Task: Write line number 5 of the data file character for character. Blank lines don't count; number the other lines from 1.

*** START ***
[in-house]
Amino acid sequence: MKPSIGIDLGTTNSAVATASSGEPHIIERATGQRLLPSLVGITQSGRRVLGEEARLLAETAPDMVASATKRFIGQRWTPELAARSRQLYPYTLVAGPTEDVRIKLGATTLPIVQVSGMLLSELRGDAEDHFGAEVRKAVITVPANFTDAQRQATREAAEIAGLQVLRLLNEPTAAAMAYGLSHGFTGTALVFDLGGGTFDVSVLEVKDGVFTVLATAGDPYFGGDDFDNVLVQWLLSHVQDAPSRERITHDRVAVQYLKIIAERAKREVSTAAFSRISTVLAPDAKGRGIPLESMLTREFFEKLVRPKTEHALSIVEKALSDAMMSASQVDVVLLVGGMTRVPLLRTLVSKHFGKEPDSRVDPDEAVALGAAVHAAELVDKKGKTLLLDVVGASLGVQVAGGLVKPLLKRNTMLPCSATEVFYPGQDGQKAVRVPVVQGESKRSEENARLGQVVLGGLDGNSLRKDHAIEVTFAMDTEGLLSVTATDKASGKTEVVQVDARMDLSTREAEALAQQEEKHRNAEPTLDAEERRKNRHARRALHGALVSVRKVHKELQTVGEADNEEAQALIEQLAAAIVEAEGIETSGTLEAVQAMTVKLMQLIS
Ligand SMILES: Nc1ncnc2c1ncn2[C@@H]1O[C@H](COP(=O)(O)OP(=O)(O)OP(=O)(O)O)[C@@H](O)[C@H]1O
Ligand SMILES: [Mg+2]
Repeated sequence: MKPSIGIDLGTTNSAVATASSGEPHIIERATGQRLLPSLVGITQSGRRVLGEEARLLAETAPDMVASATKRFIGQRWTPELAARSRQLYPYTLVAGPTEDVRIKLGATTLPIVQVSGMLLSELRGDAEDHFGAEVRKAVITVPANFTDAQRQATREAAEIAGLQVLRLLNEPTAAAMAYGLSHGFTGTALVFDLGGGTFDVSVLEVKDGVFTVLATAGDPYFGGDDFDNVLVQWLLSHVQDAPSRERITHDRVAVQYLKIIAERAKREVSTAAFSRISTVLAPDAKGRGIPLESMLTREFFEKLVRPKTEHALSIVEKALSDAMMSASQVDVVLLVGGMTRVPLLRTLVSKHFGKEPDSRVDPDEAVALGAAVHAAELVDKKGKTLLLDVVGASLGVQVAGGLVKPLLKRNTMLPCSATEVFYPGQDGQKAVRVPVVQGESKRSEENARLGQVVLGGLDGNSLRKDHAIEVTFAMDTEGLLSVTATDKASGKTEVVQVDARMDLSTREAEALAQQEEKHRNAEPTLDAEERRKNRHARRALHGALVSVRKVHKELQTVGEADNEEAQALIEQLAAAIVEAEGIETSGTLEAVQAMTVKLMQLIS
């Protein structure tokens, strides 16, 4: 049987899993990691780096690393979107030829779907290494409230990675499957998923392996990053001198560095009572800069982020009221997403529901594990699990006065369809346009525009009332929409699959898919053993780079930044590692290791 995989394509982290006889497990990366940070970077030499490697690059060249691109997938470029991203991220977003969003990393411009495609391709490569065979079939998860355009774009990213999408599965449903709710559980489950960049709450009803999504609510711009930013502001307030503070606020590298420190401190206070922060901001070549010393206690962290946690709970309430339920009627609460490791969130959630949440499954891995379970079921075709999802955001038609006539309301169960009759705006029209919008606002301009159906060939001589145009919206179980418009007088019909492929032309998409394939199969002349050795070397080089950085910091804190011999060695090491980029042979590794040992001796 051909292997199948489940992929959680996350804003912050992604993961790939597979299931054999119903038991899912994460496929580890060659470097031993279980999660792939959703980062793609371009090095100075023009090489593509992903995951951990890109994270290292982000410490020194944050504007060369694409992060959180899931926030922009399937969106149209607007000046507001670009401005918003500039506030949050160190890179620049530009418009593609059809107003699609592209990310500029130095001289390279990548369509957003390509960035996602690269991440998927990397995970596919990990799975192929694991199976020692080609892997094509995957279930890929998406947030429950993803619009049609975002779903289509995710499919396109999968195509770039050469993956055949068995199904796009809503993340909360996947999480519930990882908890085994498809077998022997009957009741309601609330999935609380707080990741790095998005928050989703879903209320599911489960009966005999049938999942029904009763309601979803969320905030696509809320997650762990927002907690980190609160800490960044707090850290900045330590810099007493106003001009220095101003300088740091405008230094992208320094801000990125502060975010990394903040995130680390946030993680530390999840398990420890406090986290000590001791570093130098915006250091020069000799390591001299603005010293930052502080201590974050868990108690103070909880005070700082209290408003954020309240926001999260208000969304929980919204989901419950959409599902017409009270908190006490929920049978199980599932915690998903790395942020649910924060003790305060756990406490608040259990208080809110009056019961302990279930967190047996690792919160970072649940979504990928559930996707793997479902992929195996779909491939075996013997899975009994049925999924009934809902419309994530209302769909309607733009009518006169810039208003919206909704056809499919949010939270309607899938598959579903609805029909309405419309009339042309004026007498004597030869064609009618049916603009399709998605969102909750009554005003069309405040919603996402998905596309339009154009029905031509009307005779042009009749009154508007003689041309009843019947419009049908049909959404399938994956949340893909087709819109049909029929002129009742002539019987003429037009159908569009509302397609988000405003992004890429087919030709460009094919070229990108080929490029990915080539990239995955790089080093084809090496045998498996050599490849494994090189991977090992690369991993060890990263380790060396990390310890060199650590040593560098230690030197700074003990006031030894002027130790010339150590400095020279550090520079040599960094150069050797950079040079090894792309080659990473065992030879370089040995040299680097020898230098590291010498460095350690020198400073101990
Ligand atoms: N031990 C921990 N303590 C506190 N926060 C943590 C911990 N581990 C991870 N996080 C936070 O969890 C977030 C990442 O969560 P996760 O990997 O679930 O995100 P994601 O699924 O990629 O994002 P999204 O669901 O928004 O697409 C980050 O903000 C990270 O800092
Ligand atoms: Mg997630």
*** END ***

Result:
Repeated sequence: MKPSIGIDLGTTNSAVATASSGEPHIIERATGQRLLPSLVGITQSGRRVLGEEARLLAETAPDMVASATKRFIGQRWTPELAARSRQLYPYTLVAGPTEDVRIKLGATTLPIVQVSGMLLSELRGDAEDHFGAEVRKAVITVPANFTDAQRQATREAAEIAGLQVLRLLNEPTAAAMAYGLSHGFTGTALVFDLGGGTFDVSVLEVKDGVFTVLATAGDPYFGGDDFDNVLVQWLLSHVQDAPSRERITHDRVAVQYLKIIAERAKREVSTAAFSRISTVLAPDAKGRGIPLESMLTREFFEKLVRPKTEHALSIVEKALSDAMMSASQVDVVLLVGGMTRVPLLRTLVSKHFGKEPDSRVDPDEAVALGAAVHAAELVDKKGKTLLLDVVGASLGVQVAGGLVKPLLKRNTMLPCSATEVFYPGQDGQKAVRVPVVQGESKRSEENARLGQVVLGGLDGNSLRKDHAIEVTFAMDTEGLLSVTATDKASGKTEVVQVDARMDLSTREAEALAQQEEKHRNAEPTLDAEERRKNRHARRALHGALVSVRKVHKELQTVGEADNEEAQALIEQLAAAIVEAEGIETSGTLEAVQAMTVKLMQLIS